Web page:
Date- 26th July 2012
Sanskrit is arguably the oldest language still in existence. It was the lingua franca of Vedic India and is the mother of all European languages. As such it is classified as an Indo-Iranian language; which is a sub-group of the IndoEuropean family of languages. Its oldest relatives are Old Persian and Avestan. It held the same prestige that Greek and Latin held in Europe. It is now, however, used predominantly for religious activities. Origins of the tongue are as yet unclear, but what is certain, is that it settled and evolved in India. The word “Sanskrit” means “Refined”. Over the centuries the name took the meaning of “Refined Speech” and “Cultured Language”. The earliest attested text in the language is the Rig Veda from around the 2nd Millennium BC. The ancient copies have not survived except via oral transmission. Scholars are confident that the oral transmission of the texts is reliable: they were ceremonial literature whose correct pronunciation was considered crucial to its religious efficacy. Its use for sacred purposes, and the importance attached to its correct enunciation all served as powerful conservative forces resisting the norm al processes of linguistic change and conforming into a fully structured proper system.
The oldest surviving Sanskrit grammar is Pāṇini's Aṣṭādhyāyī ("Eight-Chapter Grammar") compiled around the 4th Century BCE. It is essentially a prescriptive grammar, i.e., an authority that defines correct Sanskrit, although it contains descriptive parts, mostly to account for some Vedic forms that had become rare in Pāṇini's time. By the 1st Millennium BCE after the composition of the Upanishads, Vedic Sanskrit came to an end giving rise to Classical Sanskrit. This differed from Vedic Sanskrit by deviating from the established rules of grammar by mixing with local dialects and evolving into a new form. Most famous works in this version are the Hindu Epics MAHABHARATA and RAMAYANA. There was heavy influence of Classical Sanskrit in East and South-East Asia mainly due to spread of Buddhism in these areas, which also resulted in the migration of such works and other literature into the Orient some of whom either adopted the language, literature or both. Sanskrit gradually went into decline due to a weakening of the political institutions that supported it, and to heightened competition with vernacular languages seeking literary-cultural dignity. There was regional variation in the forcefulness of these vernacular movements and Sanskrit declined in different ways across the Indian subcontinent. The fact that there was no standardised script for Sanskrit accelerated the decline. Sanskrit survived only as a ceremonial language much like Latin did in Europe. It wasn’t until 1786 when a British Judge Sir William Jones, a philologist, noticed several similarities in Sanskrit, Persian and European Languages. On further researching he concluded that all of them came from a common source lost to time. He initiated the indepth studies of ancient Indian texts and deciphering all the various scripts thereby giving rise to Indology and IndoEuropean Studies.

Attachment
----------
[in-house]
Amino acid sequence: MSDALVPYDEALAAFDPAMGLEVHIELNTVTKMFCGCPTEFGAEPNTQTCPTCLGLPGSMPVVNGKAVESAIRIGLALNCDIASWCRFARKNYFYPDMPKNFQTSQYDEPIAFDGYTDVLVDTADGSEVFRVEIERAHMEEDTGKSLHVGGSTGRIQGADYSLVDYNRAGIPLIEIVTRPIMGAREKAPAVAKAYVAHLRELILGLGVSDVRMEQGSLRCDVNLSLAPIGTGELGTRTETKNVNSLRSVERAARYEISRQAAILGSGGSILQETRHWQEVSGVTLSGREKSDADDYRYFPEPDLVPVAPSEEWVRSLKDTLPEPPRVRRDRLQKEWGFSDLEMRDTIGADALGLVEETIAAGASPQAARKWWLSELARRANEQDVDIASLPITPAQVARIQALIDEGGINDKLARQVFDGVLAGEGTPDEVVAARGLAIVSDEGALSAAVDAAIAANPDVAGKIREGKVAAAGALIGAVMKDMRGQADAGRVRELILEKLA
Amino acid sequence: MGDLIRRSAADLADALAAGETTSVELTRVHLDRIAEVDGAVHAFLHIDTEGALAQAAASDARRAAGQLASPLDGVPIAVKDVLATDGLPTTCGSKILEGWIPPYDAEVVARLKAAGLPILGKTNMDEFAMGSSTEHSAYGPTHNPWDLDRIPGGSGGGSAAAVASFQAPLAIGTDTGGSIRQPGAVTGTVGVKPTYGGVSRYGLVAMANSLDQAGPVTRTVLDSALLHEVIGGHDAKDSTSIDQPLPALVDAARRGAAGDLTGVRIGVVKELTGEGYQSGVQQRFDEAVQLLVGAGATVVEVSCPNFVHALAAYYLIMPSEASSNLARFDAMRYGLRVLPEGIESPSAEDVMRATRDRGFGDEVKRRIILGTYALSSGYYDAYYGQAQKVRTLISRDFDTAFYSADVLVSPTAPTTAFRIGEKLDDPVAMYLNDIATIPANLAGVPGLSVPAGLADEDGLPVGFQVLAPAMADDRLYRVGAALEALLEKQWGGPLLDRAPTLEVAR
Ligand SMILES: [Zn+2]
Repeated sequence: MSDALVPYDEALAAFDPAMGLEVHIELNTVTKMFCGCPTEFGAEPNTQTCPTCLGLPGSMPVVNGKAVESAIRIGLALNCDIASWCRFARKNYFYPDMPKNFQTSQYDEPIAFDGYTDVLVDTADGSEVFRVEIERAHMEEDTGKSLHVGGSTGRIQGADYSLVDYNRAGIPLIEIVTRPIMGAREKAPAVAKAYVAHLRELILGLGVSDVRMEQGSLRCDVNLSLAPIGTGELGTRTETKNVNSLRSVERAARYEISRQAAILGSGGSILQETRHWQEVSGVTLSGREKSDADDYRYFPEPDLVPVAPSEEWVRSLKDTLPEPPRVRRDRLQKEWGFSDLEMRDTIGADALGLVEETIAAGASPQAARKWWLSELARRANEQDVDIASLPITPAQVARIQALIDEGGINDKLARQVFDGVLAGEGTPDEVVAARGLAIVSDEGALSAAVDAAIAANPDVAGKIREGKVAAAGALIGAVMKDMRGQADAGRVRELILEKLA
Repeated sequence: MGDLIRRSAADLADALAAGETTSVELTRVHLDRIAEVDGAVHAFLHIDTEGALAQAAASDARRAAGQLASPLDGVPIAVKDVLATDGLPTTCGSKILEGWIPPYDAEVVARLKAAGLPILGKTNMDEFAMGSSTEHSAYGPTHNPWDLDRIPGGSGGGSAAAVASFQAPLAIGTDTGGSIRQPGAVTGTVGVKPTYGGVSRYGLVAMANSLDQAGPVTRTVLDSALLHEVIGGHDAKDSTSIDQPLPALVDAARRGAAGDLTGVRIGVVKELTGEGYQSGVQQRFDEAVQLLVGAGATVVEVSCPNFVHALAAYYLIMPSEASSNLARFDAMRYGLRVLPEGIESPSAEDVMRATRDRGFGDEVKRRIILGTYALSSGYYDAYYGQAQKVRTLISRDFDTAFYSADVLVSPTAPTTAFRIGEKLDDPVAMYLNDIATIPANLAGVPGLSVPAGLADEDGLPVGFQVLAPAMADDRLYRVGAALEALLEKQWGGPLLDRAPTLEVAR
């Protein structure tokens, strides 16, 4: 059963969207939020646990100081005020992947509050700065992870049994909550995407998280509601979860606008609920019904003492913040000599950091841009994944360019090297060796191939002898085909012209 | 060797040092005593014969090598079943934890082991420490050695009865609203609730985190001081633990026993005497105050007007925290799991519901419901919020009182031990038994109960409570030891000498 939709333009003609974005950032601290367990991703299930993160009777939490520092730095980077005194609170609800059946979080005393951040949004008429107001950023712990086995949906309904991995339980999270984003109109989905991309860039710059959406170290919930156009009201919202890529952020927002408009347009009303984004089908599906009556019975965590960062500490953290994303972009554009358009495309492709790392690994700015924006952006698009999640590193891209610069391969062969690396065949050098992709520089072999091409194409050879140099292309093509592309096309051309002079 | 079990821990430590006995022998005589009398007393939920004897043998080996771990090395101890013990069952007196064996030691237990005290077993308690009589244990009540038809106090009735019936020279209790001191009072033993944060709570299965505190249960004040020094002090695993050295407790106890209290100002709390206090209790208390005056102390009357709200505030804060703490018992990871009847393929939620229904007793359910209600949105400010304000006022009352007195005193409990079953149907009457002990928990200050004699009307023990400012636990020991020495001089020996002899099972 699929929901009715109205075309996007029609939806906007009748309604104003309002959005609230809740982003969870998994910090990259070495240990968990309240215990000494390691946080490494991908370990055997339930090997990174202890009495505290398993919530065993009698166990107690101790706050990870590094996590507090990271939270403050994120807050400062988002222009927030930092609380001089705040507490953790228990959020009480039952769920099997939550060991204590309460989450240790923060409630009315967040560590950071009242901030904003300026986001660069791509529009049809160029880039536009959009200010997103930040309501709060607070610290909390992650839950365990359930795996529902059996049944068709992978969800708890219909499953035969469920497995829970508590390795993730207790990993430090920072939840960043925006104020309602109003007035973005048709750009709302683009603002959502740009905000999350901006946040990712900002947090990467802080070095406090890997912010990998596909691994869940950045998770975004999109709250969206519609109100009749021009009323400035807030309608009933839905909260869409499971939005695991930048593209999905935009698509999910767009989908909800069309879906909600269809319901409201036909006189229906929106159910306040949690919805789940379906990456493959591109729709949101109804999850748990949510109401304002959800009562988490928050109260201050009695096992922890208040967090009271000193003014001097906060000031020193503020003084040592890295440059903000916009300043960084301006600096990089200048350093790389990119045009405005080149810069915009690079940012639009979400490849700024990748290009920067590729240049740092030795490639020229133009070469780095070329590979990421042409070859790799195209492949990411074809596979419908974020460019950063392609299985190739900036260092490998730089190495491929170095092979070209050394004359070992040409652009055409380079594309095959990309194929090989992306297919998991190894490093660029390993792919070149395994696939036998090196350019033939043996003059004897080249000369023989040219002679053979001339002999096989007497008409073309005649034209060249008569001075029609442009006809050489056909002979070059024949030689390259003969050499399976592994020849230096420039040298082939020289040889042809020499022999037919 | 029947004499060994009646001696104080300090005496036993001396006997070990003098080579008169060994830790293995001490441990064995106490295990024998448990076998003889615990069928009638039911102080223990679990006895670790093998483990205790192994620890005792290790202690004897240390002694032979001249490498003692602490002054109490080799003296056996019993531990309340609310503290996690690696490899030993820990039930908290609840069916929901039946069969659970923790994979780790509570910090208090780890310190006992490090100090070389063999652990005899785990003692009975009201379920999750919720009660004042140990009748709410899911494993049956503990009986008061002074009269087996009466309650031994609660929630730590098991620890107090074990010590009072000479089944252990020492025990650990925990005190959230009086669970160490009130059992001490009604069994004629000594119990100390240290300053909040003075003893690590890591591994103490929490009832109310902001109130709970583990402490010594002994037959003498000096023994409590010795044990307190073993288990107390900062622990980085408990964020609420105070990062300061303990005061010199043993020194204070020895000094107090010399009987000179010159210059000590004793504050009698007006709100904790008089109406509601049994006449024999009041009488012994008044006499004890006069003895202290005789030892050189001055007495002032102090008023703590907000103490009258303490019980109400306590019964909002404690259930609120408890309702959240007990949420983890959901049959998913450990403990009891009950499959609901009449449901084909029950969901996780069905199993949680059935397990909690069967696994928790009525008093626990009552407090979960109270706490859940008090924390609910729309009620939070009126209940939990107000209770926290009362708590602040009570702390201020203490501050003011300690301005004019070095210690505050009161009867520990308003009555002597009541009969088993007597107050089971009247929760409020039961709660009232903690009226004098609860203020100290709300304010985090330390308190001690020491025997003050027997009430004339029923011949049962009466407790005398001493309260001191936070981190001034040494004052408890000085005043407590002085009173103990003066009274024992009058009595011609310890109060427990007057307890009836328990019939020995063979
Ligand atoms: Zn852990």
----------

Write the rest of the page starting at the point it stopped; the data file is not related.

Date- 26th July 2012
Sanskrit phrase attributed to Kalidas: May Śiva bless those who take delight in the language of the gods. Written in modern Indian and other Brahmi scripts. There was no standardised writing system for Sanskrit until the 19th Century when the “Devnagari” script was standardised for Sanskrit. The language was written in different scripts in different regions. This depended upon the literacy of the locals to spread which was adversely affected by waves of invasions in those regions. These scripts survived due to emigration of Buddhists into Central Asia and the Far East.